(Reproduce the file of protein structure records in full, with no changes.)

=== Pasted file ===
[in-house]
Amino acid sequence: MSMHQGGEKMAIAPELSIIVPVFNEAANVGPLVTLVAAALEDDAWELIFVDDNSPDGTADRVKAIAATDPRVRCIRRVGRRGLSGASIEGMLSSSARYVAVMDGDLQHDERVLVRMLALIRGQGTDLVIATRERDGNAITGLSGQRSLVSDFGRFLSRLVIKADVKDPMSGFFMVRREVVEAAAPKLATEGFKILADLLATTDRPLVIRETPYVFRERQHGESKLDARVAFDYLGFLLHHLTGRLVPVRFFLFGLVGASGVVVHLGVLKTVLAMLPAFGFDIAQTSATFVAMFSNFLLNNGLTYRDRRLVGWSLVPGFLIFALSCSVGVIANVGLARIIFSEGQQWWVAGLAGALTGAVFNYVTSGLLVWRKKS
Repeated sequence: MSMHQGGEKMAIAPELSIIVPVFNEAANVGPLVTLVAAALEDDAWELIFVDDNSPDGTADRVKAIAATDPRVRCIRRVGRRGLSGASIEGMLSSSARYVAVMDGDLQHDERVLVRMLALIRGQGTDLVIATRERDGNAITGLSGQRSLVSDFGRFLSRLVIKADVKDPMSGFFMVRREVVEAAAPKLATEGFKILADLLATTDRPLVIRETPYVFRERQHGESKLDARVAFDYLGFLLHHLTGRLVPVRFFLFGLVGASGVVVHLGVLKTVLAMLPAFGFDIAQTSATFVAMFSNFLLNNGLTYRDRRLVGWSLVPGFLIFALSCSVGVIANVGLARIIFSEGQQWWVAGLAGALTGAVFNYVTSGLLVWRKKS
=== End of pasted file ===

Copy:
[in-house]
Amino acid sequence: MSMHQGGEKMAIAPELSIIVPVFNEAANVGPLVTLVAAALEDDAWELIFVDDNSPDGTADRVKAIAATDPRVRCIRRVGRRGLSGASIEGMLSSSARYVAVMDGDLQHDERVLVRMLALIRGQGTDLVIATRERDGNAITGLSGQRSLVSDFGRFLSRLVIKADVKDPMSGFFMVRREVVEAAAPKLATEGFKILADLLATTDRPLVIRETPYVFRERQHGESKLDARVAFDYLGFLLHHLTGRLVPVRFFLFGLVGASGVVVHLGVLKTVLAMLPAFGFDIAQTSATFVAMFSNFLLNNGLTYRDRRLVGWSLVPGFLIFALSCSVGVIANVGLARIIFSEGQQWWVAGLAGALTGAVFNYVTSGLLVWRKKS
Repeated sequence: MSMHQGGEKMAIAPELSIIVPVFNEAANVGPLVTLVAAALEDDAWELIFVDDNSPDGTADRVKAIAATDPRVRCIRRVGRRGLSGASIEGMLSSSARYVAVMDGDLQHDERVLVRMLALIRGQGTDLVIATRERDGNAITGLSGQRSLVSDFGRFLSRLVIKADVKDPMSGFFMVRREVVEAAAPKLATEGFKILADLLATTDRPLVIRETPYVFRERQHGESKLDARVAFDYLGFLLHHLTGRLVPVRFFLFGLVGASGVVVHLGVLKTVLAMLPAFGFDIAQTSATFVAMFSNFLLNNGLTYRDRRLVGWSLVPGFLIFALSCSVGVIANVGLARIIFSEGQQWWVAGLAGALTGAVFNYVTSGLLVWRKKS